Alex Cruickshank, Senior Land Manager from the Wildlife Trust, explained: “Nightjars are one of the rarest birds in the British countryside. They fly all the way from Africa every summer to lay their eggs on the ground at places like Snelsmore Common. Unfortunately we haven’t seen or heard any of these nocturnal birds at Snelsmore Common in the last few years, and we want to do all we can to help encourage them back.”
The Wildlife Trust, which looks after Snelsmore Common on behalf of West Berkshire Council, has seen a dramatic decline in some species of birds in recent years. The Trust is working hard to make the conditions just right for them by managing the heathland, but visitors can help ensure the future of these birds in a few simple ways.
“The wardens will be asking visitors to try to keep their dogs on the paths and tracks, rather than running across the heath, which is where the birds make well-camouflaged nests on the ground. It’s easy for people and dogs to unintentionally stray too close and frighten the adult birds from the nests, leaving the eggs and chicks vulnerable to predation by crows and foxes.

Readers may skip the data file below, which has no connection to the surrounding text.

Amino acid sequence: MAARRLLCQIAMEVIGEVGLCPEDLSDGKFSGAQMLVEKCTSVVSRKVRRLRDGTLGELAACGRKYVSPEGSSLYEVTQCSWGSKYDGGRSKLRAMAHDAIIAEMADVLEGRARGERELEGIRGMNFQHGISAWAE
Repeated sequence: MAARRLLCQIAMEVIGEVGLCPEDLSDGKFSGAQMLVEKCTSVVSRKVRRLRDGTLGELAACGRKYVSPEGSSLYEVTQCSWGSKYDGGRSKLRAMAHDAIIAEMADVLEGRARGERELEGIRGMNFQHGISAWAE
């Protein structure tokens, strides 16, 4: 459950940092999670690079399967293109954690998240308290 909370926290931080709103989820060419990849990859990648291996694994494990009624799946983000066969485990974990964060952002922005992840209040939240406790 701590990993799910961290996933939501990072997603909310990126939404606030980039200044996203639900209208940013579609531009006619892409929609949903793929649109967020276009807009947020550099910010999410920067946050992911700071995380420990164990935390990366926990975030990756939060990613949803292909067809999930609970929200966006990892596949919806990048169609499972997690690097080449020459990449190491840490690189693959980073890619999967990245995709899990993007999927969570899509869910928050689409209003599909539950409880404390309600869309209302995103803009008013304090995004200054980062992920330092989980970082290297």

“We understand that people come to Snelsmore Common to enjoy the wild open space away from rules and regulations, which is why the wardens will be promoting a route that avoids the locations where the birds are known to nest. I hope that people will enjoy the common even more when they learn about the wildlife that lives there and how they can help protect it.”
The new wardens: Conor, Trudi and Steve will be working from 1 March to 31 July on Snelsmore and Greenham Common. “The wardens are very friendly and knowledgeable, so please have a chat with them and ask how you can help the wildlife on both these important nature reserves,” said Alex.